An Opportunity We Cannot Waste

See allHide authors and affiliations

Science  03 Jul 2009:
Vol. 325, Issue 5936, pp. 11
DOI: 10.1126/science.1175089

The struggles against world poverty are more challenging than ever, given the global financial crisis. At the London G-20 summit in April, leaders of the world's largest economies acknowledged that financial recovery could be sustained only if progress is made in alleviating world poverty. Thus, the path to stable worldwide recovery requires that the issues of economic growth, development, and poverty be seen as linked with the key drivers of food, water, and health, just as climate change is now linked to the key drivers of energy and environment.

I co-chaired a 2008 study by the U.S. National Academies that recommended that the president call attention to the needs of global health.* But health is intimately connected to nutrition, and thus to agriculture; and both are affected by shortages of potable and irrigation water. It is hard to imagine successful agriculture without adequate water or healthy farmers, or that good health can be achieved without clean water and nutritional food. And water availability cannot be ensured without careful soil management and healthy individuals to develop and properly use water resources. Thus, health, food, and water are all central to dealing with poverty and the challenge of growth. We can begin to think now on a larger scale—an opportunity not to be wasted. Because improvements in any one area depend on the other two, why not devote a summit at the United Nations (UN) General Assembly to the interlinked broad questions of food, water, and health?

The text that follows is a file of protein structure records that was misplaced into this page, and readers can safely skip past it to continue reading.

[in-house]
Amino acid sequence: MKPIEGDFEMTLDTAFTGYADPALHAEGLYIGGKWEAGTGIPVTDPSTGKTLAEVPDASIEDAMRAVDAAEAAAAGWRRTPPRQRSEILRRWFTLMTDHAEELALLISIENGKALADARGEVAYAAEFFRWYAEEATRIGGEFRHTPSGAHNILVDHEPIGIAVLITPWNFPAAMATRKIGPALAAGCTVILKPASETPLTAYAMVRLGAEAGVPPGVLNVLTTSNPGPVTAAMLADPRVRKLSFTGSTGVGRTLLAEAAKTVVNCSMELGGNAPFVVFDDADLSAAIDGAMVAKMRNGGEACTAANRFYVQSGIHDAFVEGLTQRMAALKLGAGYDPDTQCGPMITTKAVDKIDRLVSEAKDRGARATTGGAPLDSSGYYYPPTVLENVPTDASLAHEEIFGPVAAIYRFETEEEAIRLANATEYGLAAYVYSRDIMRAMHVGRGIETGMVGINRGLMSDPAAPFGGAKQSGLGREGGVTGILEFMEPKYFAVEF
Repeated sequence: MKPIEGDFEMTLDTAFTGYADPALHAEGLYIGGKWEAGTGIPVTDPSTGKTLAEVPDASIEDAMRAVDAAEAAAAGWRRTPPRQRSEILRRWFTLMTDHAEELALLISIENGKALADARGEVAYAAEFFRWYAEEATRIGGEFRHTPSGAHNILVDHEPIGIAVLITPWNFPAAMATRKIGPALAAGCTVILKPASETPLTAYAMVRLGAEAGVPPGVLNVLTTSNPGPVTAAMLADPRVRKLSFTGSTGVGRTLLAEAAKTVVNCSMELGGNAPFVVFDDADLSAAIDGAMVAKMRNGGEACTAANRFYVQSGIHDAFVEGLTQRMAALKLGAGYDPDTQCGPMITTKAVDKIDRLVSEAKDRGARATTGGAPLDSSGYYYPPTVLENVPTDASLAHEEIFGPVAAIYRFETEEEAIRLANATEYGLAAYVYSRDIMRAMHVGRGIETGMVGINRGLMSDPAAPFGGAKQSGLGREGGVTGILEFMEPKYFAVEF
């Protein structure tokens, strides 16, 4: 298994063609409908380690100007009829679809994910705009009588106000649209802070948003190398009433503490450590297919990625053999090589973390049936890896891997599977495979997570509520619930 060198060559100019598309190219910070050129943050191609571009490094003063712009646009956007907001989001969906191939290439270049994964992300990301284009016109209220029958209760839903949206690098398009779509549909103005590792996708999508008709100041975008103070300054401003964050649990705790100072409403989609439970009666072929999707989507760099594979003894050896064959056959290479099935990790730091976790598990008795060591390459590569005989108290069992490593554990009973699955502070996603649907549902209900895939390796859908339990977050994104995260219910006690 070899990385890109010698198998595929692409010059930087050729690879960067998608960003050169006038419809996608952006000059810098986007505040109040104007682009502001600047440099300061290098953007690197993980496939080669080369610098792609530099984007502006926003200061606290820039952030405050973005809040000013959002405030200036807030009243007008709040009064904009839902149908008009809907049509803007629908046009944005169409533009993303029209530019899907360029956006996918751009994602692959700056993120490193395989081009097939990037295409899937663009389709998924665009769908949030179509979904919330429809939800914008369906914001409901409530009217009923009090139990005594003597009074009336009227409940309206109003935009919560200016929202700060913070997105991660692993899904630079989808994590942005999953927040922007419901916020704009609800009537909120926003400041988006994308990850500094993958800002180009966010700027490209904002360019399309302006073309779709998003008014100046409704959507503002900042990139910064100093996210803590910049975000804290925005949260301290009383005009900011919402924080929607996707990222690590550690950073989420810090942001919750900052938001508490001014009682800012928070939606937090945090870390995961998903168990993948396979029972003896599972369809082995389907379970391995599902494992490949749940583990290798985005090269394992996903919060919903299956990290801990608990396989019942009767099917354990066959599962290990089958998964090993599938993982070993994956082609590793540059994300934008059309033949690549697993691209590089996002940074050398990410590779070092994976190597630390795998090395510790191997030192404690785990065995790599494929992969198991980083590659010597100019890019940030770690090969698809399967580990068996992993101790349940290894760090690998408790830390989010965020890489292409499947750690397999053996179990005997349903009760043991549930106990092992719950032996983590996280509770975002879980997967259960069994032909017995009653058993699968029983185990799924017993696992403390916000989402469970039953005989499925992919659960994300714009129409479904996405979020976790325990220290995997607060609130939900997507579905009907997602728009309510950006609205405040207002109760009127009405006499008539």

The world still looks to the United States for leadership in such work because of our scientific capabilities and our wealth. We are already demonstrating commitment in a few of these areas, notably in the last administration's multibillion dollar program to relieve the impact of HIV/AIDS, principally in Africa. But overall, U.S. foreign assistance programs have been lagging in the food, water, and health areas, with funding for the U.S. Agency for International Development (USAID) declining from $8 billion to $6 billion per year over recent decades. Moreover, the numerous federal agencies that provide science and technology–based international aid suffer from lack of coordination in their efforts. Another National Academies study that I co-chaired concluded that USAID, bolstered by new senior administrators with science and technology expertise, should play a major part in overseeing this much-needed coordination. The Academies' studies also indicate that an extra $10 billion per year will be needed to set the nation on a productive course in our international aid efforts.


A pledge now by the United States to an expanded program that focuses on strengthening health systems in general, while simultaneously increasing local capacities in food production and water stewardship, would inspire other nations to support such a synergistic program. A UN summit could then be designed to obtain the full commitment of the world community to these interlinked approaches for reaching the UN Millennium Goals. Hopefully, this meeting could take place before the next G-20 summit in September.

It may not be easy to find new resources at a time of world financial crisis. But the poverty-stricken will be the first to be hit by this crisis and suffer the greatest setbacks, adversely affecting industrialized and developing countries alike. An additional $10 billion per year from the United States seems small in light of the trillion dollars that the government has put forward to address the economic crisis, and paltry compared to the sums pledged by the G-20. The United States has terrific research capacity and wide experience in dealing with food, health, and water. The challenge lies in the nation's continued willingness to put our expertise at the service of humankind. The recent increase in the U.S. assistance budget from $36 billion to over $51 billion by the Obama administration in its 2010 budget is encouraging in this regard.

Navigate This Article